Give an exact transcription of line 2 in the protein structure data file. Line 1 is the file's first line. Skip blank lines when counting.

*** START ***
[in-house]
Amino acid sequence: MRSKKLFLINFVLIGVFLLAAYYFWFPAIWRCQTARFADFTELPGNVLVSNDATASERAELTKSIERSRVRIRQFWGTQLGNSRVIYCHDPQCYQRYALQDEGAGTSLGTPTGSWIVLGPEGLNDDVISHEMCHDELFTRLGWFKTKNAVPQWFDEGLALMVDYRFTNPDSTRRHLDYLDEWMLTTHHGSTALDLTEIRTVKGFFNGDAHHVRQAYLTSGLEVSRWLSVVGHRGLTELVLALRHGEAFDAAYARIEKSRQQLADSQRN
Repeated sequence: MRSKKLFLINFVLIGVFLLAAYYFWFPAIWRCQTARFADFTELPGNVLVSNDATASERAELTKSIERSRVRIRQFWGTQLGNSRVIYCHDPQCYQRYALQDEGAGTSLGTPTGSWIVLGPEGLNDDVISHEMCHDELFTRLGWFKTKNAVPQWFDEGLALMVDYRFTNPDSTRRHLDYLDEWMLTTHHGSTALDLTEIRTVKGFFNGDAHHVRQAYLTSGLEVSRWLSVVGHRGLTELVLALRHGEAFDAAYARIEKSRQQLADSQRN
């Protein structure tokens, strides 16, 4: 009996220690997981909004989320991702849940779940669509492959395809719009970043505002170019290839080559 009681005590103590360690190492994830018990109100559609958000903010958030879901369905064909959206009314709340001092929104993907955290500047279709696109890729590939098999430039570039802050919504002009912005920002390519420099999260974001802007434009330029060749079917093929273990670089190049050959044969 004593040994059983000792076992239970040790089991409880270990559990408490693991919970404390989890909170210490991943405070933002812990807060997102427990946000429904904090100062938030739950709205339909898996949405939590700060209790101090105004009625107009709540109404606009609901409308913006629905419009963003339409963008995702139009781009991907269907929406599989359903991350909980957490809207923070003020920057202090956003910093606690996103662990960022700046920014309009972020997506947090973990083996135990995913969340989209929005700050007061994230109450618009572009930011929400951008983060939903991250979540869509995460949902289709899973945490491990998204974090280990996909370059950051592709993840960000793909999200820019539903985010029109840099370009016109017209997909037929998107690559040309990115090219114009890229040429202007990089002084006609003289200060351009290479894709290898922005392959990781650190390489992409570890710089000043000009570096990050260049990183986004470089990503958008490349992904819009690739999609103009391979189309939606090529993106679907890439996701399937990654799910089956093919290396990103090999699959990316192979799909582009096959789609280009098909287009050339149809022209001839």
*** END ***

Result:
Amino acid sequence: MRSKKLFLINFVLIGVFLLAAYYFWFPAIWRCQTARFADFTELPGNVLVSNDATASERAELTKSIERSRVRIRQFWGTQLGNSRVIYCHDPQCYQRYALQDEGAGTSLGTPTGSWIVLGPEGLNDDVISHEMCHDELFTRLGWFKTKNAVPQWFDEGLALMVDYRFTNPDSTRRHLDYLDEWMLTTHHGSTALDLTEIRTVKGFFNGDAHHVRQAYLTSGLEVSRWLSVVGHRGLTELVLALRHGEAFDAAYARIEKSRQQLADSQRN